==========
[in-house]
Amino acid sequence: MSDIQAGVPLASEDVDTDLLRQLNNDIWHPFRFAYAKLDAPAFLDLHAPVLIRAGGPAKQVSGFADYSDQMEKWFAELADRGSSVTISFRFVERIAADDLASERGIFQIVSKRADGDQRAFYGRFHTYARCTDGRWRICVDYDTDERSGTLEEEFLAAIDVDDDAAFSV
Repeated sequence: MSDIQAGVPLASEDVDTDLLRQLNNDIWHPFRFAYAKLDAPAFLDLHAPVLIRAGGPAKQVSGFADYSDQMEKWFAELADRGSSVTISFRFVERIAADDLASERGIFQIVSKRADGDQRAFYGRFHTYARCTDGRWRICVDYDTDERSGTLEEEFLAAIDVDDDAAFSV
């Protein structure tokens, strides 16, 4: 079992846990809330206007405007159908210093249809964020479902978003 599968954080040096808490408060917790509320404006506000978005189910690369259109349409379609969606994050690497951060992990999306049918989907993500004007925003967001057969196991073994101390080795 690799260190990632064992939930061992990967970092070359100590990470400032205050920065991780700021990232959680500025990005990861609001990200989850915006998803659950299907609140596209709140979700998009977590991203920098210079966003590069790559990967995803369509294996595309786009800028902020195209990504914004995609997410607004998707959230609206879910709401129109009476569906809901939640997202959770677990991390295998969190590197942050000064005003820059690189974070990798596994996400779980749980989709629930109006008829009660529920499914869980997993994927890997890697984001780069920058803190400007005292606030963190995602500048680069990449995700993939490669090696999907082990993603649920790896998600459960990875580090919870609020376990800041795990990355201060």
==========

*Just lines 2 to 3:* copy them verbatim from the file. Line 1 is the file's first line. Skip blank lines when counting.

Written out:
Amino acid sequence: MSDIQAGVPLASEDVDTDLLRQLNNDIWHPFRFAYAKLDAPAFLDLHAPVLIRAGGPAKQVSGFADYSDQMEKWFAELADRGSSVTISFRFVERIAADDLASERGIFQIVSKRADGDQRAFYGRFHTYARCTDGRWRICVDYDTDERSGTLEEEFLAAIDVDDDAAFSV
Repeated sequence: MSDIQAGVPLASEDVDTDLLRQLNNDIWHPFRFAYAKLDAPAFLDLHAPVLIRAGGPAKQVSGFADYSDQMEKWFAELADRGSSVTISFRFVERIAADDLASERGIFQIVSKRADGDQRAFYGRFHTYARCTDGRWRICVDYDTDERSGTLEEEFLAAIDVDDDAAFSV